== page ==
Fast forward to my stuff, idling with my parents in Seattle.  I was feeling relatively competent with knitting after my four months in Nepal.  I thought maybe I could whip this out in a few weeks before leaving Seattle to wait out my visa-limbo in New Zealand.  I got the body halfway done before I left...the rest of the sweater was a lazy process dependent on the weather not being too hot or sticky to knit.  New Zealand summer hasn't made me in a hurry to finish this warm jersey!





I skipped all length below the waist, assuming that I wouldn't want any hip shaping.  Otherwise I followed the pattern knitting for the second smallest size.  I think I tend to size down too much in my knitting - things fit but with a lot of negative ease.  This too.  When I tried it on before starting the sleeves I was a little worried I had gone overboard with shortening the waist.  When I wear it I am definitely pulling it down a lot.

It was a great project to move on with - a few new things but mostly stabilising the knowledge I have and not too overwhelming.  Working with size 10 needles also makes things go along really fast.  The weather kept me at a slow pace, but finally, it's done!! In fact, just the day the weather hit 9 degrees, I put it on and wore it for two days before even thinking about blocking it, or weaving in the one last loose end.  I will do those things eventually but of course now it's too cold and nothing dries - but I want to see whether I can pull it a bit longer.


Saturday, 19 May 2018

Me Made May, week 2



Well hello again.
This week of Me-Made-May included the following, a lot of which is unblogged!  Posts of those unblogged items will follow once I have gotten some suitable pictures.

Thurlow Jeans
Many of the same things from last week
New Mabel miniskirt x 2 (I wore both of them, a lot)
Ondee top
Persephone pants
Briar in yellow (unblogged and likely to remain that way.  I have nothing new to say about this top)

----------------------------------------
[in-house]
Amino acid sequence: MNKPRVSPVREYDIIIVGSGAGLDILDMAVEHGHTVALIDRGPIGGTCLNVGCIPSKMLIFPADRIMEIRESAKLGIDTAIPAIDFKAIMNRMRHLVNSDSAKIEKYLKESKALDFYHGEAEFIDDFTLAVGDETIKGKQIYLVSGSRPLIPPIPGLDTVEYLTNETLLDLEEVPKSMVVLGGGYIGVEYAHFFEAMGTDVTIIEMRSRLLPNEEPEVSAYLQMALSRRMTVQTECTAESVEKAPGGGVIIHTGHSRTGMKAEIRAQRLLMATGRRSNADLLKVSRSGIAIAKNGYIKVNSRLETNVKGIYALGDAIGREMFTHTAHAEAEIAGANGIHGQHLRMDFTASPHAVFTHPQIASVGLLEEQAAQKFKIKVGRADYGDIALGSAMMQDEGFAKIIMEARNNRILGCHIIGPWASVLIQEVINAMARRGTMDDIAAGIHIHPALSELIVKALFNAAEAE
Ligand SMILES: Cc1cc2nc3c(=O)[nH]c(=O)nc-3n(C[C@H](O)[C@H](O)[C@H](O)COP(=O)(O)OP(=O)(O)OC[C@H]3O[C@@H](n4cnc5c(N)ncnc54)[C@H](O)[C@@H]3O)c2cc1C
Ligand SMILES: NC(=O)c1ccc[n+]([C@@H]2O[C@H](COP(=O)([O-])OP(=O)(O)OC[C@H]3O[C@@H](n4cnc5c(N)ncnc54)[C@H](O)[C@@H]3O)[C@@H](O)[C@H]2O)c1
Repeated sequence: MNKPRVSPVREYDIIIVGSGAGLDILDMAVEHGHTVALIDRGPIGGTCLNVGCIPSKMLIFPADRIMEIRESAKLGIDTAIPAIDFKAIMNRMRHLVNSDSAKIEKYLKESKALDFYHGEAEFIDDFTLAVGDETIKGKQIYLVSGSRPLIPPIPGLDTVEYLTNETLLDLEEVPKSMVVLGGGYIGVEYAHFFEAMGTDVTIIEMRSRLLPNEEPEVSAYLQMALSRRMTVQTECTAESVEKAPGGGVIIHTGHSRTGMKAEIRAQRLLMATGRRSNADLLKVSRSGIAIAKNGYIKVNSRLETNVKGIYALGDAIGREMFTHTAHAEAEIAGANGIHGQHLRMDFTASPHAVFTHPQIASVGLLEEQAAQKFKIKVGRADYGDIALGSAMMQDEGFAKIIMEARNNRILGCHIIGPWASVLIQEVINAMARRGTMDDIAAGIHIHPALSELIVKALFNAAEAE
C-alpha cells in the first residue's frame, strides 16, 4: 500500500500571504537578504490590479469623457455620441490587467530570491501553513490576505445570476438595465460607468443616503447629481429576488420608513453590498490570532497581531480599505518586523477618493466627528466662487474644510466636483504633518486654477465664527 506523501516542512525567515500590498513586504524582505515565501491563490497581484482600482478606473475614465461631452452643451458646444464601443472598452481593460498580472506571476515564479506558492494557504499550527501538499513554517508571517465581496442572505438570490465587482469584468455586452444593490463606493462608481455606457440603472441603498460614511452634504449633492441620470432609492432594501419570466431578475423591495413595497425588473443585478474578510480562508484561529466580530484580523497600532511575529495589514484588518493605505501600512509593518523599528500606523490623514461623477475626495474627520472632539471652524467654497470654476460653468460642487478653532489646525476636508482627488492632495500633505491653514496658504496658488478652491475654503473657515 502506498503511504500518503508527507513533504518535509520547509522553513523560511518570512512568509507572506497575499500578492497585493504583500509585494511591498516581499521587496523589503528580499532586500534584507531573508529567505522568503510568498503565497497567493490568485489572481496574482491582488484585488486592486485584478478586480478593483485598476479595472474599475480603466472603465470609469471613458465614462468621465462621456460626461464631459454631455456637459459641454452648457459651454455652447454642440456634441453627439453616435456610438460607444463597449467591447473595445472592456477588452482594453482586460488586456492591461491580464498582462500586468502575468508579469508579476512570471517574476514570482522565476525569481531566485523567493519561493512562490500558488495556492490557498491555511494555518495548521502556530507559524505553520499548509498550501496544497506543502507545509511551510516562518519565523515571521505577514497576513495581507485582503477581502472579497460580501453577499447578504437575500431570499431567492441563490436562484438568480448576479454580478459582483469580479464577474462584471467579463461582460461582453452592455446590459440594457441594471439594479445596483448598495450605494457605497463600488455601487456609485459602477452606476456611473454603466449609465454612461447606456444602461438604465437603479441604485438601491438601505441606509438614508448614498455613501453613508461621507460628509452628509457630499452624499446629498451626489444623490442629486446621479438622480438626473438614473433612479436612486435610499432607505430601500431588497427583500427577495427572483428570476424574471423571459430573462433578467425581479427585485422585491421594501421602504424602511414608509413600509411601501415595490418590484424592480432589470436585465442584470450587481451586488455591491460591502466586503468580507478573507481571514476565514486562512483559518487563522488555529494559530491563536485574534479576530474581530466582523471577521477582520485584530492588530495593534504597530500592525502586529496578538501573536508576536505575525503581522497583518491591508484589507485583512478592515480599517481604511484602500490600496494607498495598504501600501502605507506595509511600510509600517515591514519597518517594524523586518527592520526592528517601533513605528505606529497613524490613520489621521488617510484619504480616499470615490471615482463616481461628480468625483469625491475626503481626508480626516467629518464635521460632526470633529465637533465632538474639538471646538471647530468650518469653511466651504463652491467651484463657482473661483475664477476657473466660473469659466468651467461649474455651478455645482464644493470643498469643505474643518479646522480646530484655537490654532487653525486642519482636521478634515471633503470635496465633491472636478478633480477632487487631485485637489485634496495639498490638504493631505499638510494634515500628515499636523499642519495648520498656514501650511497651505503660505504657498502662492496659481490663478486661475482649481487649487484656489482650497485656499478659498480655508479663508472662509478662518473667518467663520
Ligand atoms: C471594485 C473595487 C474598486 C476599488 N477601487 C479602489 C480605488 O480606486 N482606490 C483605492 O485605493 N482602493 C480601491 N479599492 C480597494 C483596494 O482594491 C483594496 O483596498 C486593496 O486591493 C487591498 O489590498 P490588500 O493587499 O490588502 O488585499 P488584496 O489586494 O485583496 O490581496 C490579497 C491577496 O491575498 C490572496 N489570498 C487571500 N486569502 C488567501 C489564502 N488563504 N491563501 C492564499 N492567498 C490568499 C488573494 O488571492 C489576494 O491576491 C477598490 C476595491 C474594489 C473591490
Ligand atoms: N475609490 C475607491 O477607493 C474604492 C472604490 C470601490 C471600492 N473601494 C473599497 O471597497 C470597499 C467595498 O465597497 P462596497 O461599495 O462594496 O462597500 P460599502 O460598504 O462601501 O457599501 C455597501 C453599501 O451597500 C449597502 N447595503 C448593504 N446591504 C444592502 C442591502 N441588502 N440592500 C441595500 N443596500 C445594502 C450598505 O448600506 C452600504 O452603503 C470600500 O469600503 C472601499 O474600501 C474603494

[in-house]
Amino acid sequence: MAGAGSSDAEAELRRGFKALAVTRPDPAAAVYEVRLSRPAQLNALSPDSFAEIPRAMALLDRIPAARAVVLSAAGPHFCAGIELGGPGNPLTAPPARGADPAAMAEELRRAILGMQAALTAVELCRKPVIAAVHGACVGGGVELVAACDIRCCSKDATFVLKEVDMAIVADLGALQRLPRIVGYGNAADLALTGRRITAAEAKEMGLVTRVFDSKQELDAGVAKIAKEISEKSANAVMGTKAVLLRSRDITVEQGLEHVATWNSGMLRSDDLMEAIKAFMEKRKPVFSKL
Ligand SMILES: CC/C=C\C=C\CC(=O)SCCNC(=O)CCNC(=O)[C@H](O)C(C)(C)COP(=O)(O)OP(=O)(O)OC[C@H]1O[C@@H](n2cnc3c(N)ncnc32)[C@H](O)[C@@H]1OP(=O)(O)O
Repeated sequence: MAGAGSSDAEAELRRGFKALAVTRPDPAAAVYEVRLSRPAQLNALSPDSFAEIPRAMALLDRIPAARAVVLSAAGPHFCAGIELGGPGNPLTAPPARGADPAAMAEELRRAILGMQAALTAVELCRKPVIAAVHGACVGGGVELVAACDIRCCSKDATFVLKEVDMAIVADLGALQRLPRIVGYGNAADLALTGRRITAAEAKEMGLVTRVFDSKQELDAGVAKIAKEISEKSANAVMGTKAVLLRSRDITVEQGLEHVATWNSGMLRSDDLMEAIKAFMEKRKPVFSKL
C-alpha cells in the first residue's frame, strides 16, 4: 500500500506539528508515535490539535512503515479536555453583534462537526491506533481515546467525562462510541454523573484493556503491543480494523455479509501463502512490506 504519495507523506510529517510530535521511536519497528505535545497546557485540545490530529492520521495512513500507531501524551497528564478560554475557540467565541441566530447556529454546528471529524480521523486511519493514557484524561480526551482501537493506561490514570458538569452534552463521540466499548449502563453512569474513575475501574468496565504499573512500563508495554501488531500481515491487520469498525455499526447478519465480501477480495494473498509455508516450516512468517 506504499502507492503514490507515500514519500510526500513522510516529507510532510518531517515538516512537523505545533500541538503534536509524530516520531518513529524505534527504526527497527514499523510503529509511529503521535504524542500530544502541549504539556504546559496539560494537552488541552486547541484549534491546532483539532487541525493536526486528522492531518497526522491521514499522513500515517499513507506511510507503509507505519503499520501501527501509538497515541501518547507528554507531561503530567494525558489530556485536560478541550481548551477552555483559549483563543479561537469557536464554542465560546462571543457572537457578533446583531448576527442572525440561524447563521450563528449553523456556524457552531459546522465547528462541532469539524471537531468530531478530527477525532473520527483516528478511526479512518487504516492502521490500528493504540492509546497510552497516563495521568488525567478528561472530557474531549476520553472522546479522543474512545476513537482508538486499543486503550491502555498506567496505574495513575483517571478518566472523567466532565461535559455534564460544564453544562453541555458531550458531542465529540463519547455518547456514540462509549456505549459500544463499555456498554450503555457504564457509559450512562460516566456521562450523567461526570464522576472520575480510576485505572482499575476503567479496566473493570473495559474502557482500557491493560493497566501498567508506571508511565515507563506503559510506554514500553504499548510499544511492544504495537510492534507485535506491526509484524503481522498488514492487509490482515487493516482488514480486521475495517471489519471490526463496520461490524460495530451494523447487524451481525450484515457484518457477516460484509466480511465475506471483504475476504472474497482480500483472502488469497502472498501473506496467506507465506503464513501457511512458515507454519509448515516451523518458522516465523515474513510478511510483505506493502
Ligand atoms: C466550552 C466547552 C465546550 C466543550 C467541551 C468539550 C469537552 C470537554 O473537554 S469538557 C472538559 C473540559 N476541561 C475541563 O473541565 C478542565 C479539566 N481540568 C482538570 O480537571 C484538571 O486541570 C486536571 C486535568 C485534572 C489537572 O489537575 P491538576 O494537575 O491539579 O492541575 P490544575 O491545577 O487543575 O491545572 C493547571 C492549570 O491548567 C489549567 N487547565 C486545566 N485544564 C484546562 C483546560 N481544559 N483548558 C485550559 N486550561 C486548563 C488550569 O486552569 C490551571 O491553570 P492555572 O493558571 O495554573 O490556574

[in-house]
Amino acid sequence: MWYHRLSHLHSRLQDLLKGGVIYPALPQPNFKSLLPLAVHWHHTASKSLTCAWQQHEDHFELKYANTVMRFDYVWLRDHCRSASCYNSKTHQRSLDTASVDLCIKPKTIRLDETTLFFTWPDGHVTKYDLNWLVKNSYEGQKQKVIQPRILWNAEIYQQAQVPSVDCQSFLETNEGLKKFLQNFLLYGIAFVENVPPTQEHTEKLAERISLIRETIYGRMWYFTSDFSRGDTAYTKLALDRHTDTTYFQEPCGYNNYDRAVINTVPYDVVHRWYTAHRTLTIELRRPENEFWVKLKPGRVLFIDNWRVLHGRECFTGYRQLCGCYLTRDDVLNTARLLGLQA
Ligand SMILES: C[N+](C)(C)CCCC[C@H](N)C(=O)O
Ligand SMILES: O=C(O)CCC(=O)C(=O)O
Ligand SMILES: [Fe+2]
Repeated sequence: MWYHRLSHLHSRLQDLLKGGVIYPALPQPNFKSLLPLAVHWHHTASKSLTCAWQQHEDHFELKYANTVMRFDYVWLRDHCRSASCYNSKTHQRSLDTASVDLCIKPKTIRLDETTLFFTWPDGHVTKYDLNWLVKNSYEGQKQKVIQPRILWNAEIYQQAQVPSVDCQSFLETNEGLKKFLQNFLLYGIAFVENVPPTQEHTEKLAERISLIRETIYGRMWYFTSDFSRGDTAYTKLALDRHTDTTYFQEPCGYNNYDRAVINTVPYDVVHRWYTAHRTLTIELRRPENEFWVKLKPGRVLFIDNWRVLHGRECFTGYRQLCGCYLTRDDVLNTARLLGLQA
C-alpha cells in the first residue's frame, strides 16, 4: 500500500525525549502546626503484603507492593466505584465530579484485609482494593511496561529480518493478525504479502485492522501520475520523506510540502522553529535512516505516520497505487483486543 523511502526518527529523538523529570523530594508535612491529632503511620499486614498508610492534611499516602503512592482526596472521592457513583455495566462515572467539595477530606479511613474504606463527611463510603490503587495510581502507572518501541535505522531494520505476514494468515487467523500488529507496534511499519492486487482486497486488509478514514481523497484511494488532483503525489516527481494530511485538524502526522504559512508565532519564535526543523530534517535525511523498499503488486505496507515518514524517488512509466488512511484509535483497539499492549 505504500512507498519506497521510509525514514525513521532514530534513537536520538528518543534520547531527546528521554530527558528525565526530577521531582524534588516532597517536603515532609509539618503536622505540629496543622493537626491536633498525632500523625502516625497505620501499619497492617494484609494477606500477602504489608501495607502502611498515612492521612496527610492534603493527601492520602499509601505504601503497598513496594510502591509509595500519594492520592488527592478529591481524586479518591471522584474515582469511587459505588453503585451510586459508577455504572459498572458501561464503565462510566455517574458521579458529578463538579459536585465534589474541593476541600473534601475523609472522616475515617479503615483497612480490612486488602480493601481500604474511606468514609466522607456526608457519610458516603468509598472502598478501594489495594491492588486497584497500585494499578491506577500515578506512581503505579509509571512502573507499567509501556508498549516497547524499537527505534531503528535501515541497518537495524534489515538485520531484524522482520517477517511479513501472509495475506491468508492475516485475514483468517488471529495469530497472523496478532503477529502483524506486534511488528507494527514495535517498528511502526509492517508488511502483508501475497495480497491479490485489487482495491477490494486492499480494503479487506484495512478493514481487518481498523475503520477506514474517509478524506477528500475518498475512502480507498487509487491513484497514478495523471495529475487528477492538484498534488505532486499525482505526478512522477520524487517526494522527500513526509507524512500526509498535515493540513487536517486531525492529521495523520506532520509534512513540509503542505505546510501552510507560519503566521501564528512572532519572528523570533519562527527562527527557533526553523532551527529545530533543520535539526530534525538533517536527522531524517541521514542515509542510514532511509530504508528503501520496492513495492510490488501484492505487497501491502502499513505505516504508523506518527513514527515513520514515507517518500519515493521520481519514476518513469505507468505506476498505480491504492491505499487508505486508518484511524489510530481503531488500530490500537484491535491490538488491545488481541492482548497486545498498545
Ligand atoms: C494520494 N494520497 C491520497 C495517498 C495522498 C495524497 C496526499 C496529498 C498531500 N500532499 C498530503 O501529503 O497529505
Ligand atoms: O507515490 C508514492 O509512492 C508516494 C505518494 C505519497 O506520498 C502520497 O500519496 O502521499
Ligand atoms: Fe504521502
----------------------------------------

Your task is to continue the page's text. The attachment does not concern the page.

Cocoon cardigan
silk Penny top
mystery swimsuit no. 2

I am happily at work in my pants-binge.  I have to say that the amazing new pants patterns coming out are overwhelming me with the quality of their instructions, the quality of my results, and I'm really excited to see the final 2 pairs (of 4 planned) as they become real,wearable things!  I've avoided making pants for awhile because I have so many awesome pants from op-shops/consignment shops that I don't really NEED to make pants.  But a girl can only make so many tshirts before she has to expand the me-made wardrobe a bit...

Monday, 14 May 2018

Knit to woven: Grainline Hemlock and Penny tees


The inspiration for making some shapeless knit tees in woven fabric came about because I have a length of fantastic cream linen with flocked chartreuse spots on it.  You don't think that sounds amazing?  You just haven't seen it, or gotten to pet the spots.  So I was kind of at a loss for what to do.  Washing it made the spots start to shred.  So I wanted something that would suit the linen but wouldn't need a lot of washing.

Take 1 is the Grainline Penny Raglan tee. I'm not the first person to have made it from wovens.  My knit versions have mostly been gifted away except for the blue one with stars.  I think in a knit it should be done in something super drapey like rayon or bamboo, otherwise it's too shapeless.

However, the combination of silk charmeuse and knit sleeves worked fantastically!  This is the same size I made in the past - XS, totally not at all my measurements, but I knew my tolerance for oversized was limited.  This is very short though, which is more obvious in a woven than it was in the knit.  I would lengthen future versions.  I'm short waisted so you don't hear me say that very often...